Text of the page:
Entertainment & Arts

From the Archives: Inauguration of Giulini Era

Carlo Maria Giulini
A 1974 file photo of Carlo Maria Giulini.
(Los Angeles Times)

On paper it didn’t look all that interesting. To inaugurate his regime as music director of the Los Angeles Philharmonic, Thursday night at the Dorothy Chandler Pavilion, Carlo Maria Giulini did not select a long-lost masterpiece or a neglected mystery piece. Nor did he turn to something new and dangerous. He played it safe and conservative with the Beethoven Ninth Symphony.

But what a Beethoven Ninth he gave us.

This, most emphatically, was no dutiful run-through, no obligatory gesture, no conscientious but uninspired repetition of a work we all know and love perhaps too well.

FULL COVERAGE: Inside the L.A. Philharmonic


This was a Beethoven Ninth on a massive, festive, heroic scale, a Ninth that thundered and roared but also whispered and sighed. Most important, it was a Ninth that sang—one that sang warmly and triumphantly.

Guilini, who apparently doesn’t even know what the word routine means, approached the symphony as if the ink on the manuscript were still wet. He explored, he probed, he analyzed. He ignored empty tradition,  and yet he never imposed independent interpretive concepts that weren’t supported by Beethoven, never allowed the results to seem studied rather than spontaneous.

He is the sort of artist who deals, habitually it would seem, in revelations.

The revelations in this memorable instance involved a pervasive aura or grandeur, of power and of urgency. Giulini does not achieve expressive impact through exaggeration, however: he compels every detail to fall naturally into place, every dynamic nuance to make contextual sense. Nothing is forced.


He opens the symphony with almost cataclysmic vitality, and in the climactic “Ode to Joy” achieves a sense of release that is at once cathartic and universally optimistic. Between these formal extremes, for all the variety of tempo and color and mood imposed, he allows no letdown in concentration, no flagging of tension, no loss of introspection.

Giulini’s Beethoven remains thoughtful, mellow, fundamentally romantic Beethoven. The line is long, the motion ever fluid. The crucial point of rest comes in the broad, arching cantilena of the third movement. It is marked Adagio molto e cantabile at the outset, and Giulini takes that instruction very seriously. Especially the last word.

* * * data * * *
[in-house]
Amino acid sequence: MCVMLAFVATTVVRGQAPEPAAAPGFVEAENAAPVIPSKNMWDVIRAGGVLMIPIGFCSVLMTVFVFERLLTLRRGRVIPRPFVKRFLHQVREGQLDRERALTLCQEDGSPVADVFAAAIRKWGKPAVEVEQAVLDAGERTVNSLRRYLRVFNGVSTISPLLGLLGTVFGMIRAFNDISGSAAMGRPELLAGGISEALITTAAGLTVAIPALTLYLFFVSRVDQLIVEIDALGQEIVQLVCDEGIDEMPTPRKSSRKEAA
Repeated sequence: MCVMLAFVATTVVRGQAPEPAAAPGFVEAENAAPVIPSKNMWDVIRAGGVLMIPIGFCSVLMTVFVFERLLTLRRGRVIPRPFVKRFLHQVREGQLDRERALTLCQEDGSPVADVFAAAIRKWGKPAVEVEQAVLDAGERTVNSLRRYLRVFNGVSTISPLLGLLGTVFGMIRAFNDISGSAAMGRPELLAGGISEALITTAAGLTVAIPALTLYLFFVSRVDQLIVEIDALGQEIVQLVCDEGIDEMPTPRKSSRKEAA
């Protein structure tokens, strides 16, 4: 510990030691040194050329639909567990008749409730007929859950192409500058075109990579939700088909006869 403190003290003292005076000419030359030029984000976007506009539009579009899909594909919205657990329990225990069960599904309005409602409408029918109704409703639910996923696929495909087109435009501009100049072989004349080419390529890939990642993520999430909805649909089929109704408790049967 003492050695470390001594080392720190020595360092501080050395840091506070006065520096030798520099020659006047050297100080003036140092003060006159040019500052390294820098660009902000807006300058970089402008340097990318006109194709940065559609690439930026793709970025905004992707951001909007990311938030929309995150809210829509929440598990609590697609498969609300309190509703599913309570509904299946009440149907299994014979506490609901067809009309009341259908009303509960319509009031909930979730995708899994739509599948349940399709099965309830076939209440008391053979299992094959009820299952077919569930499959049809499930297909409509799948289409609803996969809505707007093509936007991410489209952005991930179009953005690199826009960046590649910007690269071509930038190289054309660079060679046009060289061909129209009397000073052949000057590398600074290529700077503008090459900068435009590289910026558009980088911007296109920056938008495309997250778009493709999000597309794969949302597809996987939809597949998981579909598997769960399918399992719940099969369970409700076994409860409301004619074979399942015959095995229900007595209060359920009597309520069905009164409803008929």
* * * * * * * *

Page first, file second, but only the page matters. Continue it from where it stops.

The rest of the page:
It is still early, despite the generous rehearsal schedule which preceded this gala (i.e. nonsubscription) program, to ascertain the precise impact Giulini will have upon his orchestra. Thursday night he got the players to make music with degrees of attentiveness, opulence, and subtlety to which we—and they—are not exactly accustomed. It would be less than realistic, however, to claim that everything went perfectly. One encountered nervously executed details here, flubbed solos there, and some recurring instances of ragged ensemble. Time . . .

In the choral finale, Giulini produced a bit more sound than the Pavilion acoustics can accommodate without distortion. But he also induced a level of excitement that spurred a sophisticated audience—it tolerated no mood-shattering applause between movements—to a frenzied 15-minute standing ovation.

Simon Estes led the solo quartet—stationed with the chorus at the rear of the stage—with glorious baritonal top tones, some strange German and a rather weak lower register in the Schiller invocation. Robert Tear sang the tenor lines brightly, but submerged in the choral fabric at the heroic, ascending climax. Carol Neblett sounded luminous, but persistently a shade flat, in the thankless soprano part, and Claudine Carlson, like most mezzos in the Ninth, held her own rather anonymously.

The mighty chorus, comprising 100 voices from the Los Angeles Master Chorale (trained by Roger Wagner) and 60 from Cal State Fullerton (trained by David Thorsen) sang lustily, tirelessly, and, yes, sensitively.

Still, the evening belonged to the tall, gaunt, restrained, elegant poet on the podium.

He opened the intermissionless program, incidentally, with an “Egmont” overture notable for generosity of rhetoric and nobility of tone. This was considerably more than the usual throat-clearing ritual.


Los Angeles is very lucky.